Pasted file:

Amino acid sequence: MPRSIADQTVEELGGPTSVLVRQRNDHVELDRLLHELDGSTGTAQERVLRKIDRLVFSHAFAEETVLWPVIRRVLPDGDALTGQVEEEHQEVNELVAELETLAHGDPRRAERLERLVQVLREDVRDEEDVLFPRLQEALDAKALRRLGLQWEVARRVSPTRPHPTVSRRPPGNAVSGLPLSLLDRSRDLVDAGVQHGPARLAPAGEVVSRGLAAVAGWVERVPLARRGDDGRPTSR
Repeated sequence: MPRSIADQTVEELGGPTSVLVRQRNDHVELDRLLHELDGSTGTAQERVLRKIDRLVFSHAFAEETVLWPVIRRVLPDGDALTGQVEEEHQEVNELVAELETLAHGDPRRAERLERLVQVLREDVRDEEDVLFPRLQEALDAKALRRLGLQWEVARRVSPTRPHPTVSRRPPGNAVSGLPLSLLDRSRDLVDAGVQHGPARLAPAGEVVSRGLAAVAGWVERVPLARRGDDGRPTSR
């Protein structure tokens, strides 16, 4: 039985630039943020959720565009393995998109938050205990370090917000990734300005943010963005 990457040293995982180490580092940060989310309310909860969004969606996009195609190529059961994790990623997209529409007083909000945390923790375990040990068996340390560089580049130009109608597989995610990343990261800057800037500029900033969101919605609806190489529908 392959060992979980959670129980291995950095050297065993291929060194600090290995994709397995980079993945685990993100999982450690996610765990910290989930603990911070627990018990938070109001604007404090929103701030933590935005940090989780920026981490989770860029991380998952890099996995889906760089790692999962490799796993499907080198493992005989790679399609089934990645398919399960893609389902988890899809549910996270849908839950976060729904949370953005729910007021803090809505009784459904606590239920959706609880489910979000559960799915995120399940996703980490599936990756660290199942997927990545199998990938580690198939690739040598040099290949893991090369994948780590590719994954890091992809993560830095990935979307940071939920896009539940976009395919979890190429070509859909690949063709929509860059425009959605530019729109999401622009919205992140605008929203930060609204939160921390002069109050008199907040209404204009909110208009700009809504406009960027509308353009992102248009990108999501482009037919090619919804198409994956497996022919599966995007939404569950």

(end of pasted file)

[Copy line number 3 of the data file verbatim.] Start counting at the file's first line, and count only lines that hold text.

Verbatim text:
């Protein structure tokens, strides 16, 4: 039985630039943020959720565009393995998109938050205990370090917000990734300005943010963005 990457040293995982180490580092940060989310309310909860969004969606996009195609190529059961994790990623997209529409007083909000945390923790375990040990068996340390560089580049130009109608597989995610990343990261800057800037500029900033969101919605609806190489529908 392959060992979980959670129980291995950095050297065993291929060194600090290995994709397995980079993945685990993100999982450690996610765990910290989930603990911070627990018990938070109001604007404090929103701030933590935005940090989780920026981490989770860029991380998952890099996995889906760089790692999962490799796993499907080198493992005989790679399609089934990645398919399960893609389902988890899809549910996270849908839950976060729904949370953005729910007021803090809505009784459904606590239920959706609880489910979000559960799915995120399940996703980490599936990756660290199942997927990545199998990938580690198939690739040598040099290949893991090369994948780590590719994954890091992809993560830095990935979307940071939920896009539940976009395919979890190429070509859909690949063709929509860059425009959605530019729109999401622009919205992140605008929203930060609204939160921390002069109050008199907040209404204009909110208009700009809504406009960027509308353009992102248009990108999501482009037919090619919804198409994956497996022919599966995007939404569950």